The visual images of Queen Elizabeth I displayed in contemporary portraits and perpetuated and developed in more recent media, such as film and television, make her one of the most familiar and popular of all British monarchs. This book is a collection of essays that examine the diversity of the queen's extensive iconographical repertoire, focusing on both visual and textual representations of Elizabeth, in portraiture, literature, contemporary sermons, speeches and alchemical treatises. It falls into three sections. The first part looks at the diverse range of religious and quasi-religious images that were employed by and about Elizabeth, such as the Prophetesse Deborah, the suggestive parallel with Joan of Arc, and finally Lady Alchymia, the female deity in alchemical treatises. When Queen Elizabeth I, the first female Protestant monarch, was enthroned in 1558, male poets, artists, theologians, and statesmen struggled to represent this new phenomenon. The second part turns to one of the major enterprises of the Elizabethan era, the attempt to colonise the New World, during which the eastern seaboard of America was renamed Virginia in celebration of the Virgin Queen. The last part focuses on the ways in which the classical world was plundered for modes of imaging and figuring the queen. Finally, the book summarises the enormously wide range of Elizabeth's iconographical repertoire of its appeal, and provides a fitting end to a book which ranges so widely across the allegorical personae of the queen.
an extensive correspondence. 59 In a letter dated 7 February 1565, Lannoy
offered his services to the queen, claiming to be able to transmute
base metals into gold (at a rate of 50,000 marks a year),
manufacture precious stones, and distil the elixir of eternal youth.
To prove his claim Lannoy was granted a room in Somerset House,
where he produced a short alchemicaltreatise in Latin, De
chapters look at the diverse range of religious and quasi-religious
images that were employed by and about Elizabeth, such as Deborah, the
Jewish female leader from the Old Testament and one of the many Old
Testament figures to whom Elizabeth was compared, the unlikely but
suggestive parallel with Joan of Arc, and finally Lady Alchymia, the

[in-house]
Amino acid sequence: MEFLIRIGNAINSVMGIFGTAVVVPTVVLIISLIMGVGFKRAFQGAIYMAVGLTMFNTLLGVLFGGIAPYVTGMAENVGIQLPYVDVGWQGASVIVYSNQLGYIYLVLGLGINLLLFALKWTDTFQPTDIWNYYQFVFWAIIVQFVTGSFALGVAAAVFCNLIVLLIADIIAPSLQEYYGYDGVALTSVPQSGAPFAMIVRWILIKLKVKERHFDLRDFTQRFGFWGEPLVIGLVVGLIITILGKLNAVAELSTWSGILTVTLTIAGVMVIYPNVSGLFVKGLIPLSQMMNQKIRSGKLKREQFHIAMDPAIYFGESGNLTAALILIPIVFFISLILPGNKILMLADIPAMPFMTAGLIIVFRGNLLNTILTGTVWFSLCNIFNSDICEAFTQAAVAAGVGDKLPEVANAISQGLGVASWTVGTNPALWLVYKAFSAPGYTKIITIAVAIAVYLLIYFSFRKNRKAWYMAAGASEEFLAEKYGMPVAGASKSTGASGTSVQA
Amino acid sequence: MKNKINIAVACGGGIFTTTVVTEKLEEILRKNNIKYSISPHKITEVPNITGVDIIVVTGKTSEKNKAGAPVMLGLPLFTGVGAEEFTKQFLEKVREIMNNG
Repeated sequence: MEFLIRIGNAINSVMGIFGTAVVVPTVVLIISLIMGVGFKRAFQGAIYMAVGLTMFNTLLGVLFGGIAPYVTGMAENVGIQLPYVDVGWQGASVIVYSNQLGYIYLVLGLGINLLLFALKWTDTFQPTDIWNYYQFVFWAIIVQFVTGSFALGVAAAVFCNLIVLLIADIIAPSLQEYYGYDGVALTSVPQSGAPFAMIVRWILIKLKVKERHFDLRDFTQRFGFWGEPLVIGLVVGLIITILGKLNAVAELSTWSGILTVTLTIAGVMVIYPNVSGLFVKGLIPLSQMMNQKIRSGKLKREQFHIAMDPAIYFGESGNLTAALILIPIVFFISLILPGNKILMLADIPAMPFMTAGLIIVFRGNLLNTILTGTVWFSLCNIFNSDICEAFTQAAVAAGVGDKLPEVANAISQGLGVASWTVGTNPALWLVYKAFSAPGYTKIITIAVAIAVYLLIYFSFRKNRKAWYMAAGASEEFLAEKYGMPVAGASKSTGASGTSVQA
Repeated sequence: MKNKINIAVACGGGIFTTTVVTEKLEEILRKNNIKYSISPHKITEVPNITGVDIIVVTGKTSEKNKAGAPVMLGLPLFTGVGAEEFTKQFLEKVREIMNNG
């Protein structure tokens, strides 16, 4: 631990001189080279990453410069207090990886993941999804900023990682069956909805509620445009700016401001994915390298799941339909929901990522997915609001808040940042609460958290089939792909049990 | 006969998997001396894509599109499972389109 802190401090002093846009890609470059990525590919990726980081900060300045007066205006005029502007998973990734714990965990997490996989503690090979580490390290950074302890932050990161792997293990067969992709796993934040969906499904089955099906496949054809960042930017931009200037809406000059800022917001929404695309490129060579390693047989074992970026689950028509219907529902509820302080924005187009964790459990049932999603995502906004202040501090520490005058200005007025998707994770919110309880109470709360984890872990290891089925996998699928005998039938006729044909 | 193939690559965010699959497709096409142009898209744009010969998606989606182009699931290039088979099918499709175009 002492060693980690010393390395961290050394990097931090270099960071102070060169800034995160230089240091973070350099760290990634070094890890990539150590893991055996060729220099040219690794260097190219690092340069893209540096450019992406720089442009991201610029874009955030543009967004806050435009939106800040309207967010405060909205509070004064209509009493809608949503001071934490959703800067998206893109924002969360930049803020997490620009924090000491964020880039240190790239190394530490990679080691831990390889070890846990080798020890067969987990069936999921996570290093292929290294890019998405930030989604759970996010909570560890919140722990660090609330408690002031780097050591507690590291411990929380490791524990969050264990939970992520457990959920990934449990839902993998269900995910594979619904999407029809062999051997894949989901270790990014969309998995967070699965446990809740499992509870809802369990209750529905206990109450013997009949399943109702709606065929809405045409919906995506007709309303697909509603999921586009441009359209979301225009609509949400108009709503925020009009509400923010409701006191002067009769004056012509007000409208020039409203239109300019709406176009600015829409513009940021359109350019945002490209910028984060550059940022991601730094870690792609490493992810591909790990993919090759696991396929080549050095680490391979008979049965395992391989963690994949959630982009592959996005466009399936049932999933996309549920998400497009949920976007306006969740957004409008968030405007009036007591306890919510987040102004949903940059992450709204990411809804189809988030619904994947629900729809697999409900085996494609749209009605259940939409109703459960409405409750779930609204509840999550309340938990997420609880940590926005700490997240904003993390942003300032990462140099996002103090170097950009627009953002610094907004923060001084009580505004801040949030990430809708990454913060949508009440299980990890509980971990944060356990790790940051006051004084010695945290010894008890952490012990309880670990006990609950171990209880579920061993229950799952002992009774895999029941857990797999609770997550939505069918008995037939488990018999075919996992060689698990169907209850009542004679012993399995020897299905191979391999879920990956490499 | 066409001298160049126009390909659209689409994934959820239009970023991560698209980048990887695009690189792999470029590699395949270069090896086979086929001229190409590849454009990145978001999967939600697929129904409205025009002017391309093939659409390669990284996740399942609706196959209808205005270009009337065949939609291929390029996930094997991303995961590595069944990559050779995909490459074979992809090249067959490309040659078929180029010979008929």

female deity in alchemicaltreatises.
The Biblical figure of Deborah
Geoffrey Chaucer’s Troilus and Criseyde and John Lydgate’s Troy Book
, and many
others, emerge across a variety of genres from courtly romance to
history to alchemicaltreatises testify as well to its systematic use in
late-medieval literary culture.
As Lydgate, referenced above, depicts an open example of the
emendation invitation through inviting all readers to correct the
text, Chaucer occupies a middle ground in his offer of an early
example of the emendation invitation in Middle English at the
end of Troilus and Criseyde following the ‘Go, little book’ address
of the Envoy. There, Chaucer famously expresses concern about
who, although they may travel to the edges of the known world, are ultimately subject to time, tide, and the threat of a less than credulous reception. 43 In an alchemicaltreatise written by Joseph Duchesne, and translated into English by John Hester in 1591, for example, a letter addressing the book’s readers contains the following defence, which privileges personal experience over abstract learning. The book’s author, in order to persuade his readers of the work’s validity, purposefully reaches for a far-fetched image and, like Spenser, resorts to a geographical
, disoriented by the music (‘[w]here should this music be?’, line 387). And yet this explanation does not seem sufficient. The reference to dogs and cocks becomes clearer, on the other hand, if one recalls that they are two of the most common symbols of sulphur – the male principle – mentioned in alchemicaltreatises.
I therefore regard the inclusion in the song of animal cries as Shakespeare's humorous suggestion that the male aspect of the matter (the dog,
as well as